An increasing number of Jews move into the Riverside area. Their businesses, professional offices and institutions accompany them. This population continues to grow, remaining a major element of the community until the 1950s.


Mayor Redmond Gautier is elected to office.


Mayor Redmond Gautier completes his term as mayor of Miami.


Gardner Malloy, a tennis star from Miami, playes Bobby Riggs at Henderson Park (971 NW 2nd St.) for the Dade County Tennis Championship. Riggs wins the match in five sets.


The current building for the Riverside United Methodist Church at 985 NW 1st St. is built.


The Stein Paint Company opens at 545 W. Flagler St. As Miami’s oldest paint store, it has provided paint for the Orange Bowl Stadium, the University of Miami Complex, and Carnival Cruise Line ships.


The Miami Jewish Home for the Aged opens with 31 beds at 335 S.W. 12th Ave.

“Doc” Jerome Stern buys Robert’s Drugstore while it is still located at its original site. Eventually the store moved to 590 West Flagler St., an area called “Little Vietnam” for its high crime rate in the early 1980s. In the early post war years, Charlton Heston and Georgie Jessel visited the store for its fabulous milkshakes.

Olive Chapman Lauther moves out of her home at 1011 W. Flagler St..


A hurricane floods many parts of the neighborhood.


The Miami Hebrew School and Junior Congregation (1101 S.W. 12th Ave) is built.


Postwar prosperity leads to another major housing boom, prompting many Riverside residents to move to suburban developments throughout Dade County.


A beautiful bust of Jose Marti is presented to the City of Miami by the Cuban Tourist Commission, underlining the already close ties between the two entities in pre-Castro times. The statue currently sits in Jose Marti Park (which openned in the 1980s).


The Miami Hebrew School and Junior Congregation is targeted by hate groups who attempt to dynamite it twice in 1951. The site of the old Jewish center is currently the Iglesia Bautista Renacer.


A new structure is built encapsulating the Riverside Baptist Church. At this point, the church is largely Southern and many of Miami’s leading families are members of it. Eventually, the church moves to Kendall.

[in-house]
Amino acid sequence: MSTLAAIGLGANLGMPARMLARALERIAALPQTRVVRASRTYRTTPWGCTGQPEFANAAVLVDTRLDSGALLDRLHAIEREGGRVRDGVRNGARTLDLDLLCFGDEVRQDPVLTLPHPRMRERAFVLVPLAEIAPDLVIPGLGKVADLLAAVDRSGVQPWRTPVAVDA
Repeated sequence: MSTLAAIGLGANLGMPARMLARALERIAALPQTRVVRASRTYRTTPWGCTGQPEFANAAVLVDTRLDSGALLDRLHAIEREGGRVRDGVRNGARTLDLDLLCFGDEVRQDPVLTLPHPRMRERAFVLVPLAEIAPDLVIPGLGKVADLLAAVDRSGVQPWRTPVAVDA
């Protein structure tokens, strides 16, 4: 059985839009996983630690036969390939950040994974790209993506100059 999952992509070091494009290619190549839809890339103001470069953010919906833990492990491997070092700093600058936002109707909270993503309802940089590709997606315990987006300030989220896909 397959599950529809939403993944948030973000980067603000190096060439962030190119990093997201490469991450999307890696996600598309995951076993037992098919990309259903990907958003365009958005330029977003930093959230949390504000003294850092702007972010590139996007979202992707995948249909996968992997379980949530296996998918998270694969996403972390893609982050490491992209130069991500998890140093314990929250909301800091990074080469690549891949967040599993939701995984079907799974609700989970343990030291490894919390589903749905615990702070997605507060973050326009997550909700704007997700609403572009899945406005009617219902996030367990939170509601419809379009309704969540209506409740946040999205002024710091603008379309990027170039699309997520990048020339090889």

Large numbers of immigrants, coming from Cuba, Nicaragua, and other Latin American and Caribbean countries, begin pouring into Riverside, which is consequently dubbed Little Havana. They transform the culture of the area, and their continuous immigration prevents the gentrification of the neighborhood.


The Riverside United Methodist Church begins serving Cuban refugees.


El Credito (1106 SW 8th St.), originally started in Havana in 1907, moves to Miami.


The Warner family ceases to operate the Miami Floral Company from the first floor of their home.


The popular Malaga restaurant opens at 740 SW Eight St.


The Museum of the Cuban Holocaust opens in part of the building that used to be the Riverside Baptist Church.


The Mariel Boatlift brings thousands of Cubans into Miami. East of Jose Marti Park, the temporary Tent City is built to house hundreds of homeless Cuban refugees.


President Reagan dines at La Esquina de Tejas, located at S.W. 12th Avenue and 1st St.


The Al Martirologio Del Presidio Politico Cubano memorial (SW Seventh Ave. and 4th St.), honoring Cuban political prisoners in the era of Fidel Castro, is completed in Riverside Park.


Nicaraguan immigrants flock to Metcalfe Apartments.

Rio Plaza (546 SW 1st Ave.) opens. Built by the nonprofit East Little Havana Community Development Corporation, this complex offers 114 condominiums for low and moderate income persons.


A bronze statue of Claude Pepper is placed in Jose Marti Park (351 SW 4th St.) shortly after his death. The statue was sculpted by Tony Lopez, a Cuban exile who works in Palm Beach County.


Riverside Elementary School starts the school year in a new colorful Art Deco building.

Owner of the Miami River Inn complex, Sally Jude, completes restoration of the historic site.


Olive Chapman Lauther dies at the age of 104.

Spiritualist Rimborti Mirachura Chindoy Mutunba-Joy Casamijoy, who claims to hail from the Columbian Amazon, begins operating out of La Botanica La Abuela (1122 SW 8th St.).

By this point, Nicaraguan immigrants form Little Havana’s dominant ethnic group. The neighborhood has a high percentage of elderly persons as well as a large percentage of young struggling families.

Ask bubble